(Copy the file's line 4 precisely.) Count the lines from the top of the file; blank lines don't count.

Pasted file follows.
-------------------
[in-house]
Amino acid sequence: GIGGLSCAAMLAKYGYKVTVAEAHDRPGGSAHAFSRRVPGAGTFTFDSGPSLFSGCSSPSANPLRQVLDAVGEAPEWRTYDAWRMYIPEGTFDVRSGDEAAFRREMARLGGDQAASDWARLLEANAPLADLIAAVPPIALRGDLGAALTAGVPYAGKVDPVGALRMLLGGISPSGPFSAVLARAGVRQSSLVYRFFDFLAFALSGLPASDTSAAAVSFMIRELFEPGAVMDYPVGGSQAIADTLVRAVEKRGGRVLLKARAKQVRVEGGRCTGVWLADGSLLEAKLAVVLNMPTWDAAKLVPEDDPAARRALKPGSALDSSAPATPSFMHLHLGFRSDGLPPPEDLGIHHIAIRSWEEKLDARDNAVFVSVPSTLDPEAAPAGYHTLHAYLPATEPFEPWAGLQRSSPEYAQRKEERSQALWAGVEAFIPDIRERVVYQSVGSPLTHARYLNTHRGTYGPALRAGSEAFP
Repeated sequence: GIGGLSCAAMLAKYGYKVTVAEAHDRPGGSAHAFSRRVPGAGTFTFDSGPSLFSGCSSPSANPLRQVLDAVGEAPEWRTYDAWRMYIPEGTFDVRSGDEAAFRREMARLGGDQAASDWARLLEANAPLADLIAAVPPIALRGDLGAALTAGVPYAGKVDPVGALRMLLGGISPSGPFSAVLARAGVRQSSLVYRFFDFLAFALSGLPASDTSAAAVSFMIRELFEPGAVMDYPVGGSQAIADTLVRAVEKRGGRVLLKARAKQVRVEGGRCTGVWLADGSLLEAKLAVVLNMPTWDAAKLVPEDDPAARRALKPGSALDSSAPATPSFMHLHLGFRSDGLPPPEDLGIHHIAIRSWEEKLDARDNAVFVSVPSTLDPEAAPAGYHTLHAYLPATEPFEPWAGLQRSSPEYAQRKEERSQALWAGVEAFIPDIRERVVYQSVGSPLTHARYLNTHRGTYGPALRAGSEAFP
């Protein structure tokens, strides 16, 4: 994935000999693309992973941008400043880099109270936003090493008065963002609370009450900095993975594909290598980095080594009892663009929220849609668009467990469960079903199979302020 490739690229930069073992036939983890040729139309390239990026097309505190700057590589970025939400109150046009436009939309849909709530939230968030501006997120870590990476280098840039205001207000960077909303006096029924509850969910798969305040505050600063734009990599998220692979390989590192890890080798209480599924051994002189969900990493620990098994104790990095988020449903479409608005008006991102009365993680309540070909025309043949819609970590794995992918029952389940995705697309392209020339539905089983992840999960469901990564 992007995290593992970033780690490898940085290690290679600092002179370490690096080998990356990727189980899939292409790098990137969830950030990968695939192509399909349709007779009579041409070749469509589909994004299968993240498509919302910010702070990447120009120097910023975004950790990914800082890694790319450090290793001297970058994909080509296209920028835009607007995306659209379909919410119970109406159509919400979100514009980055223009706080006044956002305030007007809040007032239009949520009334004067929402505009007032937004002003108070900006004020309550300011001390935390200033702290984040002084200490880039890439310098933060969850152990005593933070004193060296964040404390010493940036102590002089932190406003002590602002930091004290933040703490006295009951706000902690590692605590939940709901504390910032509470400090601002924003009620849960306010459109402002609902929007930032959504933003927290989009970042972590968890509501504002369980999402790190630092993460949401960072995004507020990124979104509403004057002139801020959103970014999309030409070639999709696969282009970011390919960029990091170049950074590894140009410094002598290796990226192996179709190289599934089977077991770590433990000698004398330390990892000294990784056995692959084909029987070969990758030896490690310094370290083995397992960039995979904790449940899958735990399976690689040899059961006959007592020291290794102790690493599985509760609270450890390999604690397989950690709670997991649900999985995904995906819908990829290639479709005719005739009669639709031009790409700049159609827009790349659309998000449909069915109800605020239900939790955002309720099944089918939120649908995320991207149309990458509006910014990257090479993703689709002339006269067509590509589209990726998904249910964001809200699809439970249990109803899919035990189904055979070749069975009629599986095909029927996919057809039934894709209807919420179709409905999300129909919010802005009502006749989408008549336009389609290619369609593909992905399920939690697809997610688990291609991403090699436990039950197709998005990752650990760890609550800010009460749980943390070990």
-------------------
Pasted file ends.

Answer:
């Protein structure tokens, strides 16, 4: 994935000999693309992973941008400043880099109270936003090493008065963002609370009450900095993975594909290598980095080594009892663009929220849609668009467990469960079903199979302020 490739690229930069073992036939983890040729139309390239990026097309505190700057590589970025939400109150046009436009939309849909709530939230968030501006997120870590990476280098840039205001207000960077909303006096029924509850969910798969305040505050600063734009990599998220692979390989590192890890080798209480599924051994002189969900990493620990098994104790990095988020449903479409608005008006991102009365993680309540070909025309043949819609970590794995992918029952389940995705697309392209020339539905089983992840999960469901990564 992007995290593992970033780690490898940085290690290679600092002179370490690096080998990356990727189980899939292409790098990137969830950030990968695939192509399909349709007779009579041409070749469509589909994004299968993240498509919302910010702070990447120009120097910023975004950790990914800082890694790319450090290793001297970058994909080509296209920028835009607007995306659209379909919410119970109406159509919400979100514009980055223009706080006044956002305030007007809040007032239009949520009334004067929402505009007032937004002003108070900006004020309550300011001390935390200033702290984040002084200490880039890439310098933060969850152990005593933070004193060296964040404390010493940036102590002089932190406003002590602002930091004290933040703490006295009951706000902690590692605590939940709901504390910032509470400090601002924003009620849960306010459109402002609902929007930032959504933003927290989009970042972590968890509501504002369980999402790190630092993460949401960072995004507020990124979104509403004057002139801020959103970014999309030409070639999709696969282009970011390919960029990091170049950074590894140009410094002598290796990226192996179709190289599934089977077991770590433990000698004398330390990892000294990784056995692959084909029987070969990758030896490690310094370290083995397992960039995979904790449940899958735990399976690689040899059961006959007592020291290794102790690493599985509760609270450890390999604690397989950690709670997991649900999985995904995906819908990829290639479709005719005739009669639709031009790409700049159609827009790349659309998000449909069915109800605020239900939790955002309720099944089918939120649908995320991207149309990458509006910014990257090479993703689709002339006269067509590509589209990726998904249910964001809200699809439970249990109803899919035990189904055979070749069975009629599986095909029927996919057809039934894709209807919420179709409905999300129909919010802005009502006749989408008549336009389609290619369609593909992905399920939690697809997610688990291609991403090699436990039950197709998005990752650990760890609550800010009460749980943390070990």